Alun Carter helps plot Pooler revival
AFTER spending three decades at the top in professional rugby with Wales and Worcester Warriors, highly regarded analyst Alun Carter is hoping he can help revive the fortunes of his hometown club Pontypool.
The ex-Pooler and Wales openside flanker, part of the backroom staff which delivered the country’s first Grand Slam after a 27-year wait in 2005, has joined his old team in an advisory capacity.
The great club has fallen on hard times recently but it clearly in Carter’s blood.
The award-winning author of the critically-acclaimed ‘Seeing Red: Twelve Tumultuous Years in Welsh Rugby’ has written ‘The Good, the Bad and the Ugly: The Rise and Fall of Pontypool RFC’, published next month.
It chronicles the club’s heydays, in particular the blood-soaked successes of the 1970s and 1980s when Pontypool were the most feared side in the British Isles and provided the men of steel in the forwards which helped pave the way for the Grand Slam and Triple Crown triumphs of the late seventies.
But Carter’s book, co-written by ‘Seeing Red’ collaborator Nick Bishop, also doesn’t shy away from Pontypool’s plummeting recent fortunes, struggling to cope with professionalism’s great winds of change and the despair of nearly going out of business after being defeated last year by the Welsh Rugby Union following a titanic courtroom battle to block their demotion from the Principality Premiership after the 2011/12 season.
He is now part of an ambitious team who are aiming to propel them back among Welsh club rugby’s elite and Pooler are enjoying a great start to the new season.
Now one division below the Premiership, they are second in the Swalec Championship after opening their account with two bonus point wins.
Carter, WRU head analyst between 1998 and 2007 and Warriors team manager for five years before leaving in the summer, believes the club is going in the right direction both on and off the field under head coach Mike Hook and entrepreneur Peter Jeffreys, the fan who pumped in more than £100,000 of his own money to stop it being wound up in November 2012.
“I’m really enjoying it, it’s so refreshing and exciting to go back to the club and meet the players,” he said. “Before joining I’d spoken to Mike and Peter and found them both to be so keen and enthusiastic.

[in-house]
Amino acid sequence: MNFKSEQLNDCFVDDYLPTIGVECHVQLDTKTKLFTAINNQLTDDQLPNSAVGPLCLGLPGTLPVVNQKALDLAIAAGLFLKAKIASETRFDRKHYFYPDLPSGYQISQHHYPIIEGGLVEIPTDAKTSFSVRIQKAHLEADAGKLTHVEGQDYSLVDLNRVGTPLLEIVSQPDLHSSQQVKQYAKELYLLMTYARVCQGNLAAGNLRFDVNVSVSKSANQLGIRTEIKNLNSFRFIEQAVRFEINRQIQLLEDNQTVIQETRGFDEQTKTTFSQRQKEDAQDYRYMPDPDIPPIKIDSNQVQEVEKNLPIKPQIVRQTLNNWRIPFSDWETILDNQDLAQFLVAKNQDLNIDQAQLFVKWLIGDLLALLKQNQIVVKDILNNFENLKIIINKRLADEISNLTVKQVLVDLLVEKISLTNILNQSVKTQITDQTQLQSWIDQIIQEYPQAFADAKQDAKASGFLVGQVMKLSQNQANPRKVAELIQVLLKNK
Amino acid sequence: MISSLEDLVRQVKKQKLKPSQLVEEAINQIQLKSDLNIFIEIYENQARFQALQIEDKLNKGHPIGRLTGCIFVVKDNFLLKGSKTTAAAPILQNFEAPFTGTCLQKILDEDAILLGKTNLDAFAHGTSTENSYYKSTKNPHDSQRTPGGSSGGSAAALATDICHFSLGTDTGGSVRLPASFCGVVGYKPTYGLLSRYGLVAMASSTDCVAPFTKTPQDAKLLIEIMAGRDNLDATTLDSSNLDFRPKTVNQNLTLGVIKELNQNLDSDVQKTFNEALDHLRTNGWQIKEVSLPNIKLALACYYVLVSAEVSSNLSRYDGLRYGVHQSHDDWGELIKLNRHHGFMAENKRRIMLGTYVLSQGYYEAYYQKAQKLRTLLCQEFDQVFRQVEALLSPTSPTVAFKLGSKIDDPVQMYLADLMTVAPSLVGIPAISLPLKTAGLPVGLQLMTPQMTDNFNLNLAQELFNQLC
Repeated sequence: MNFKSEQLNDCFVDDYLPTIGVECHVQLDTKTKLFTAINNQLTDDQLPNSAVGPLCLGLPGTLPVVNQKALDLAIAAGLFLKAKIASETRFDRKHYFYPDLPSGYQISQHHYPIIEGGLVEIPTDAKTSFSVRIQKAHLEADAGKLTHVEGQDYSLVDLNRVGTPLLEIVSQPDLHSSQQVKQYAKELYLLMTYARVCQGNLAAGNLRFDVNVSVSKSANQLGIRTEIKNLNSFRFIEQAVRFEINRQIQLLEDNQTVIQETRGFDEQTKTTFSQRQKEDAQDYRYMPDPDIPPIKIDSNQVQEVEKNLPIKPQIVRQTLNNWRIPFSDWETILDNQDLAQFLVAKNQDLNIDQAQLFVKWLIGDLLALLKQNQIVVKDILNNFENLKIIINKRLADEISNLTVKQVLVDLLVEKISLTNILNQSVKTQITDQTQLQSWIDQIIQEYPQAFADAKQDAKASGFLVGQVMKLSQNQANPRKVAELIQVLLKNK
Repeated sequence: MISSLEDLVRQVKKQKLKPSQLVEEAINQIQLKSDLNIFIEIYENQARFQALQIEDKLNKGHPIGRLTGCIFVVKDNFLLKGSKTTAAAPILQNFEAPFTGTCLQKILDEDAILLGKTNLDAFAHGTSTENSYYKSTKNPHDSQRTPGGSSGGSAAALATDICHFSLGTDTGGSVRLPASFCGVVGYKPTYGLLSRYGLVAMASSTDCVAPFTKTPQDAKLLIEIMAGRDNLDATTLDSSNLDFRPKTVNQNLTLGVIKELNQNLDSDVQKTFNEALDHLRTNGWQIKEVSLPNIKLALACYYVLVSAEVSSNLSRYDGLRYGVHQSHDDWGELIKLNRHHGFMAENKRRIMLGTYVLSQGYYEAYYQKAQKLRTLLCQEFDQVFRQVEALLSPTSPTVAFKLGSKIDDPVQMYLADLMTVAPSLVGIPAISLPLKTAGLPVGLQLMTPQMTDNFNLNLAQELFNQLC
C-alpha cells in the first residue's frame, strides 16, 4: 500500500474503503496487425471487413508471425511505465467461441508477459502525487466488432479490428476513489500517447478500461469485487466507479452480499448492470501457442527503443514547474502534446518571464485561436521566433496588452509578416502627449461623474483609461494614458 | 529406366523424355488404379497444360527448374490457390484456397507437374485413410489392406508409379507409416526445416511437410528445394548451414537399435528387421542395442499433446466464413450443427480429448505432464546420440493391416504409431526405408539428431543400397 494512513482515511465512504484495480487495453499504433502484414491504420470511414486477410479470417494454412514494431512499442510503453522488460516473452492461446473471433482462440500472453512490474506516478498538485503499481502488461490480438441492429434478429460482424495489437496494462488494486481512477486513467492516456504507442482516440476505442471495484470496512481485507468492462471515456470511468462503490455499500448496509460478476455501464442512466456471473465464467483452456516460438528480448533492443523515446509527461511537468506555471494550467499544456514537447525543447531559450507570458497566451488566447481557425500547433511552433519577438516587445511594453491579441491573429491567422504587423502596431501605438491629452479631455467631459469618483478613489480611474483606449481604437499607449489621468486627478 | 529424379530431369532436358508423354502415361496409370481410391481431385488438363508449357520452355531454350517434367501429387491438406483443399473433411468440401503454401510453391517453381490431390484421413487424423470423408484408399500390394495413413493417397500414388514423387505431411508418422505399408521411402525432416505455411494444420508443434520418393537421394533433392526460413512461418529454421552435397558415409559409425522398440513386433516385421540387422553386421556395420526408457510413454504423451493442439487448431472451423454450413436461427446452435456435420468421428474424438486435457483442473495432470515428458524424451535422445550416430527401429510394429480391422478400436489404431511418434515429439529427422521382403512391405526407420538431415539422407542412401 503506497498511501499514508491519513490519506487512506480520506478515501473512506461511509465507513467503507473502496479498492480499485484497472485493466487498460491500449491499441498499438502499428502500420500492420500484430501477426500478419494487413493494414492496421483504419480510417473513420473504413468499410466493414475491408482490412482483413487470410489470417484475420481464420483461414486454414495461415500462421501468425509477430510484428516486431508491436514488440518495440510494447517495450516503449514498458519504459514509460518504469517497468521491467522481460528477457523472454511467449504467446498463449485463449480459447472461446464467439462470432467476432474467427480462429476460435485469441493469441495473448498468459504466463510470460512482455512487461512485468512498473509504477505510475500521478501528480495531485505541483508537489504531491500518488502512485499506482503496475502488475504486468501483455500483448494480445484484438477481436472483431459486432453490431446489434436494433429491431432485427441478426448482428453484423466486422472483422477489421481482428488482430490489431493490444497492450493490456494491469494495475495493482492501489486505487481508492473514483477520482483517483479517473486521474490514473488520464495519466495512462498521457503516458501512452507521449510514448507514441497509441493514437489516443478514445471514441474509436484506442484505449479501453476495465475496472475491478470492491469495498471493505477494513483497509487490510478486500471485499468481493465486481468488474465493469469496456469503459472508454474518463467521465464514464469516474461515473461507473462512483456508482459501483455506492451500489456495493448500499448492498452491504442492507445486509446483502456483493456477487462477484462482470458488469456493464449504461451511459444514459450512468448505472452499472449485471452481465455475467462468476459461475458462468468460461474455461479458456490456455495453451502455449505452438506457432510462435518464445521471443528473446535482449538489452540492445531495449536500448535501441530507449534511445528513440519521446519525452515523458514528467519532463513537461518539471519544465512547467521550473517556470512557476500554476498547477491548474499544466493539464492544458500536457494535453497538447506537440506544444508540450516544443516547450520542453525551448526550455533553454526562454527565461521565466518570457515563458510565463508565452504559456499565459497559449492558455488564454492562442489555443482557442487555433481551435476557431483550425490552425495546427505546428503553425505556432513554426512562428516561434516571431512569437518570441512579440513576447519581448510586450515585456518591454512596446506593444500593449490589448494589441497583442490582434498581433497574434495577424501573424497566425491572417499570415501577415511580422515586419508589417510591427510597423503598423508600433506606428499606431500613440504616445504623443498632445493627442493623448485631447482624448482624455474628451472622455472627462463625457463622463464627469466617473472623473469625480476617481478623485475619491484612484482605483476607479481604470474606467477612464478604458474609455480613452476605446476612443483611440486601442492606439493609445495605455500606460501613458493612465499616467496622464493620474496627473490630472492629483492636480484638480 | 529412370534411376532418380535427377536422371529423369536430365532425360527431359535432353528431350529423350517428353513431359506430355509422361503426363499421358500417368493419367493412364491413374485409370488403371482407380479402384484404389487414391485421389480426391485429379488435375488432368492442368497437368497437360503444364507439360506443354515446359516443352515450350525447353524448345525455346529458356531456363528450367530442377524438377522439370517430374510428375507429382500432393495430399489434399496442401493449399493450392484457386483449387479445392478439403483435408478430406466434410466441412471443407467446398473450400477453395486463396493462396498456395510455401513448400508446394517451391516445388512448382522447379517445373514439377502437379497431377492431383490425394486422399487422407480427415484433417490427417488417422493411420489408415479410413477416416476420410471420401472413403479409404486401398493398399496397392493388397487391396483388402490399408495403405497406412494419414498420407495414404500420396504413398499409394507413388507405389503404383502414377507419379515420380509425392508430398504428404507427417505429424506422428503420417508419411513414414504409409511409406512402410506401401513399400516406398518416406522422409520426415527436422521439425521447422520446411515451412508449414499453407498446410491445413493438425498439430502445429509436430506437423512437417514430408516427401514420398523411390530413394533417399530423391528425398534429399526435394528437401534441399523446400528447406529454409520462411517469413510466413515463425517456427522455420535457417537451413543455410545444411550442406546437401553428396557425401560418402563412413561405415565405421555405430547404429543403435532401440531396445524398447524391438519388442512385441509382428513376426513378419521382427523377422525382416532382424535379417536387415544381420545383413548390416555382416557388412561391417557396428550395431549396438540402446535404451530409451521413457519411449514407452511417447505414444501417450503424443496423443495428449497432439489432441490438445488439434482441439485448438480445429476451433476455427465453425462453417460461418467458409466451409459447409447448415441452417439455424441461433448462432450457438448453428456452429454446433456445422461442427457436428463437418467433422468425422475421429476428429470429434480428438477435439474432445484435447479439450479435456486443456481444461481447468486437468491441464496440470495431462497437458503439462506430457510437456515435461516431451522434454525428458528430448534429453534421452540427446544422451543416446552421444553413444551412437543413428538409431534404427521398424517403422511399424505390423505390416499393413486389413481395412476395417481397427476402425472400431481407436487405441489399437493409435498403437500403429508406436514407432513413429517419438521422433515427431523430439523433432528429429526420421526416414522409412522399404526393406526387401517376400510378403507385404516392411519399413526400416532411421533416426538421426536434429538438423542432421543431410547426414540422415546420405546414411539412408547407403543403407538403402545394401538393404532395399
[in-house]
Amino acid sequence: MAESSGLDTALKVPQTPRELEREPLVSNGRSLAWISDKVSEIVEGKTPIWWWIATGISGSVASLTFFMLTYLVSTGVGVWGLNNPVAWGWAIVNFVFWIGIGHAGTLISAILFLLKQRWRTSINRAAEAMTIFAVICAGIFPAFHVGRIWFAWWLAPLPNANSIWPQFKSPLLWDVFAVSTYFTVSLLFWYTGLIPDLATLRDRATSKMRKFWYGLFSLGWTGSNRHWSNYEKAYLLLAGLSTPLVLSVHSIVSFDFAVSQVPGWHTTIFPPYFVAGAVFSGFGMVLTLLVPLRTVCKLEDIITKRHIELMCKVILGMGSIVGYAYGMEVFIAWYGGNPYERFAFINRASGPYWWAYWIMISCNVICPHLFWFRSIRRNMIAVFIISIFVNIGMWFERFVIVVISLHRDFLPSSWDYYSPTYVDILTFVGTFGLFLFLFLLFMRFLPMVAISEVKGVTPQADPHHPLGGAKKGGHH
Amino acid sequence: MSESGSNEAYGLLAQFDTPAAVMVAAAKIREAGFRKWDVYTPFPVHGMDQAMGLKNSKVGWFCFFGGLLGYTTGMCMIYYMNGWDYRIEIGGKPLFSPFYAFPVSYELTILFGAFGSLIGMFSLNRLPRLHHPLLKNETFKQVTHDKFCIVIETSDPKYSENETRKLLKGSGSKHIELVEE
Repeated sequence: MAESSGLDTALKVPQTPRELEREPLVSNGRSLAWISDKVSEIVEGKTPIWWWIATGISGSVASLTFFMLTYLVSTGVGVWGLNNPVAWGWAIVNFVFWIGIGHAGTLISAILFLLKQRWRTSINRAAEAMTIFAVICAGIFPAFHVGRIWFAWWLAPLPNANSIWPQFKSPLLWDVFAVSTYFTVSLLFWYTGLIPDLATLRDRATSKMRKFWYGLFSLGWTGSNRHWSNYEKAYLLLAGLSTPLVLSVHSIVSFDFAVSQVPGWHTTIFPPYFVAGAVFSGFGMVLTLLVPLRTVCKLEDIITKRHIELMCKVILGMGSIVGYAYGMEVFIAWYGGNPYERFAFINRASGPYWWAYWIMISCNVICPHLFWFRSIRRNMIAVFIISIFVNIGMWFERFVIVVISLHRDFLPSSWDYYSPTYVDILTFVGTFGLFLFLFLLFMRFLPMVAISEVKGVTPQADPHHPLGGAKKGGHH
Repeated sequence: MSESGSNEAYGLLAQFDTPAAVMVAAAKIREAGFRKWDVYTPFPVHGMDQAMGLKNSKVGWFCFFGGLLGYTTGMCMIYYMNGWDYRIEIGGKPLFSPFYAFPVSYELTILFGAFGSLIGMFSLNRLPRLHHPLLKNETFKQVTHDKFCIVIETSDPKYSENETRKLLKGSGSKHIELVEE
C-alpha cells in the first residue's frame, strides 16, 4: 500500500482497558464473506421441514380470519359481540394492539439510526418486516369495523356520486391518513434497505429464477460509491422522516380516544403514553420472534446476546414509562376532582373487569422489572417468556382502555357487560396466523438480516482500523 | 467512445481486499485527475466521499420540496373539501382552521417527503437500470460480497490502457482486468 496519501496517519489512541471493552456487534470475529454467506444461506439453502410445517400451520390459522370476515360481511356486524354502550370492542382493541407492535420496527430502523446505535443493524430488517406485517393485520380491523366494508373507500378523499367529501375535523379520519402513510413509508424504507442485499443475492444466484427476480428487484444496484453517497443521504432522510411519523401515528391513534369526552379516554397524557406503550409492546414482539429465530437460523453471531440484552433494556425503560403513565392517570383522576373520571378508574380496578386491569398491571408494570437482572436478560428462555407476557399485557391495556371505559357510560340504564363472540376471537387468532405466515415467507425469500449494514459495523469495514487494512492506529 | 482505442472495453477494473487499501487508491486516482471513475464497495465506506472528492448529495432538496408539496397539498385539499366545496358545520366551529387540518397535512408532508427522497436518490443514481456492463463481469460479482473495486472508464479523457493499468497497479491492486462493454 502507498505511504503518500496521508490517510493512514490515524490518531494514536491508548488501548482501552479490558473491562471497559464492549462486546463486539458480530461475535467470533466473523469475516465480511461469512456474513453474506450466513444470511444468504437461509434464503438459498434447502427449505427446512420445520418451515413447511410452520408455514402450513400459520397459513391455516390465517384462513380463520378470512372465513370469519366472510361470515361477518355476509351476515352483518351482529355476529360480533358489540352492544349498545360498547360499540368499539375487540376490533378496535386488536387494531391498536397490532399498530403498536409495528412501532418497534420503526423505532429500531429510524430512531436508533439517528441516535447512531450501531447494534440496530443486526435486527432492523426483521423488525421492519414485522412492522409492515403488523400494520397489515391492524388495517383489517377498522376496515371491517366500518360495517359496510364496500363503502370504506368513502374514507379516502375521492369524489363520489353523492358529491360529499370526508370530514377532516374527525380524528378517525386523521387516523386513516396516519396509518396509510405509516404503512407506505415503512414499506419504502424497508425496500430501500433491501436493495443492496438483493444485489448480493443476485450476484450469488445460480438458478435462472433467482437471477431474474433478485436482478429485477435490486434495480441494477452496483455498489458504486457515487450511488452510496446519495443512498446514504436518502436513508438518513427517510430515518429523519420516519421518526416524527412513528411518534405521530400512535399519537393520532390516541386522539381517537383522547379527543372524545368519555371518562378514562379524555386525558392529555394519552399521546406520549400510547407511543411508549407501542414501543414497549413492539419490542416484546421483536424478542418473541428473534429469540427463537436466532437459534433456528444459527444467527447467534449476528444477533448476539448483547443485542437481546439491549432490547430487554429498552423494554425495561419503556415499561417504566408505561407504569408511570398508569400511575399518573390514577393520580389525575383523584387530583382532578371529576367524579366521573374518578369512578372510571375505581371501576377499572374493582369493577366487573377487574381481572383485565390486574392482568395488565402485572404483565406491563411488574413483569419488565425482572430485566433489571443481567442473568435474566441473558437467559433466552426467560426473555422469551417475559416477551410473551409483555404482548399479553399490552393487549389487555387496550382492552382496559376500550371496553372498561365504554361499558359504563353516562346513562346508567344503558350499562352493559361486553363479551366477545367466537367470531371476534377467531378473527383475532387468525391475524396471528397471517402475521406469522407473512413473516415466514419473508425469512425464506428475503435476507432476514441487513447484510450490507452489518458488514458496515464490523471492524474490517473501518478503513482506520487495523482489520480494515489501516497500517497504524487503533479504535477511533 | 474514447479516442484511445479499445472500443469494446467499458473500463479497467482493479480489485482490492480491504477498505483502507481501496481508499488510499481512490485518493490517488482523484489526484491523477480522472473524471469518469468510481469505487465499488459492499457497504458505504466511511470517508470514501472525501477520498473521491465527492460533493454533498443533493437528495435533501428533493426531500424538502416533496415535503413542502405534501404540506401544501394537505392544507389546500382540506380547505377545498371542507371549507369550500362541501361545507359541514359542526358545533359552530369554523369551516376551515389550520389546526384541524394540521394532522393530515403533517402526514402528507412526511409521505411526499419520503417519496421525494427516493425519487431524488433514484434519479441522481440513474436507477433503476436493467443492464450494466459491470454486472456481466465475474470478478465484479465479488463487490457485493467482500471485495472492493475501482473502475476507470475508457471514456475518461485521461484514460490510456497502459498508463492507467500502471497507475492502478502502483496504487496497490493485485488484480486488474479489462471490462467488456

“There’s a real good feeling both on and off the field and I think the club are fortunate to have such support from Peter and a quality guy and good coach in Mike heading them up on the field.
“The plan, at some stage, is to get the club back into the Premiership – the potential is there and we have a good, young team.”
For Carter, who played for Pooler in the eighties before winning two Wales caps in 1991 at Newport, it was comforting the club has a continuity with what came before with the sons of two club legends from the 1980s heavily involved as part of the new generation
Assistant forwards coach Leighton Jones is the son of the late hooker
Steve ‘Junna’ Jones while ex-Wales captain and respected broadcaster Eddie Butler is the father of wing Jack Butler.
“I saw plenty of familiar faces, as well as Leighton whose dad I played with and who was a big influence on me, and Eddie’s son Jack.
“And there are a lot of local players in the group and there seems to be a real acknowledgement of keeping that tradition which is good and this current squad carries that responsibility well.”
Carter was greatly encouraged by the guts and determination on offer last weekend when Pontypool came back from a significant 21-0 half-time deficit to beat Bridgend Athletic 31-24 at home.
“What was good about Saturday was the actual character they showed because a lot of the players and coaches have gone through some tough times over the last year,” he said.
“I think that’s probably made them stronger as a group and you saw a bit of that in the way they came back.
“Things will get tougher because there are some good teams in the league but I think Mike and his coaching team are aware of that and they are encouraging the players to really work hard both on and off the field.”
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